Another, more outlandish, was that Tompkins would be setting up a Zionist foothold. Nobody quite explained why a lapsed Anglican would be doing this, nor why Jewish settlers would be flocking to this spectacularly wet corner of South America. Some said that they were building a UFO car park.
I remember clearly that the most controversial opinion to express in Chile at the time was that maybe, just maybe, he was telling the truth.
Not only was Pumalín donated to the Chilean state as national park but the Tompkins work set off a new fashion for grand environmental philanthropy in Chile. Rich individuals, corporations, even the Chilean military got in on the act and started to protect and donate lands to the state.
A wild legacy
For Tompkins too, Pumalín was just the start. Their passion for the environment, for Patagonia in particular, meant that their fortune, energy and time was to be dedicated to the process of purchasing vast areas of ecologically significant lands across the region to make sure that they weren't destroyed.
“I tell myself to hurry up, that I have to do everything before death catches up with me.”
The Tompkins household in Parque Patagonia
There are millions of hectares of Chile and Argentina which are protected for good, because of this man's vision. It's not to pretend that Douglas Tompkins wasn't a controversial figure, but there's no doubt that he was a visionary, nor that he has left a legacy of global significance.
I met Douglas a couple of times down in Southern Chile when I was at his newest grand project: the future Parque Patagonia. He was there with people from the Argentine parks authority discussing ways in which they could create cross-border infrastructure. I was coming back from a hike through the Parque. Douglas' energy was palpable. He wanted to know what I thought of the park, how I'd found the trails, what I'd seen that day - he loved to hear people loving the landscape.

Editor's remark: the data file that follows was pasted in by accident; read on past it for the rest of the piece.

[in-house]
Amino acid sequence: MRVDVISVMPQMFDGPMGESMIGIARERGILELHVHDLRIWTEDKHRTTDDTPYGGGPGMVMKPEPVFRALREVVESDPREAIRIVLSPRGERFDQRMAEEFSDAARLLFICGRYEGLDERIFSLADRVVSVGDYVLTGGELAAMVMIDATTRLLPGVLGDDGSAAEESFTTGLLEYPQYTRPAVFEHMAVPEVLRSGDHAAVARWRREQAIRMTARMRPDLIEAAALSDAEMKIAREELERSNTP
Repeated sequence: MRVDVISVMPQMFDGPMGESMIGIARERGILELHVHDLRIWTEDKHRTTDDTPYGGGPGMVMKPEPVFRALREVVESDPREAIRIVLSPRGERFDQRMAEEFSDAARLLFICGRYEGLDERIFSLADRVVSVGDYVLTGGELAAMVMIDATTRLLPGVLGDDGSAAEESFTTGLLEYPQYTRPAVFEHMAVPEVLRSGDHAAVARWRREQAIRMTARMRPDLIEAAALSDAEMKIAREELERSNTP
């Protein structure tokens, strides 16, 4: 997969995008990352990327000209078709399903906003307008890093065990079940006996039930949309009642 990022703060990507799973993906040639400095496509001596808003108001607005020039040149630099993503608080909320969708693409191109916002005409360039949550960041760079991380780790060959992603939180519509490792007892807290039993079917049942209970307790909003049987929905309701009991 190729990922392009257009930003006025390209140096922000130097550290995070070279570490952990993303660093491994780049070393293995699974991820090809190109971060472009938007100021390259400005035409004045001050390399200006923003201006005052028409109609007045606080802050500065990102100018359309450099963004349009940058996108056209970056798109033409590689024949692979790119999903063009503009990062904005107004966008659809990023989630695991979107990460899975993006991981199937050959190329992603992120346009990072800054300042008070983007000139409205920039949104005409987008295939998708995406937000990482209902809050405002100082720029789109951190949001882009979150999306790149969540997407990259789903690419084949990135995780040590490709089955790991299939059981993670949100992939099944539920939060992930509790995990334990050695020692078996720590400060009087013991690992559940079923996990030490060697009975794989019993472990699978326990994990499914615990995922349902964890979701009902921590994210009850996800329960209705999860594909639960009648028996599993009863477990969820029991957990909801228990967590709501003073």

Douglas Tompkins had been exploring and enjoying Patagonia for the best part of 50 years and I think he just wanted to share. Patagonia does that to a person. It's exactly what happened to me when I first went there in the 1990s.
In December 2015, Tompkins died suddenly while kayaking on Lago General Carrera - adventuring in the heart of remote Patagonia on the most beautiful lake imaginable. His legacy has been assured thanks to the unceasing determination, passion and force of character of Kristine. For my part, I'd like to again just say thank you to both of them for doing so much to protect my beloved Patagonia.
The Route of the Parks
Together, the two new national parks form part of the greatest private land donation in history and will offically become part of the world's biggest ever conservation project. The Route of the Parks protects 11.5 million hectares of land, from Puerto Montt in the Lake District all the way down 2,800km of road and sea to Cape Horn. It is one of the world's great road trips, topped off perhaps with one of its great expedition cruises.
We are extremely proud to be the first non-Chilean tour operator associated with the project, allowing us to share the places in Patagonia that have most moved us, with more people. We'd love to share it with you, so that you too can be moved by places like Patagonia National Park and Pumalín.
Actually, it's about time I started using the Pumalín's full name: Parque Nacional Pumalín Douglas Tompkins.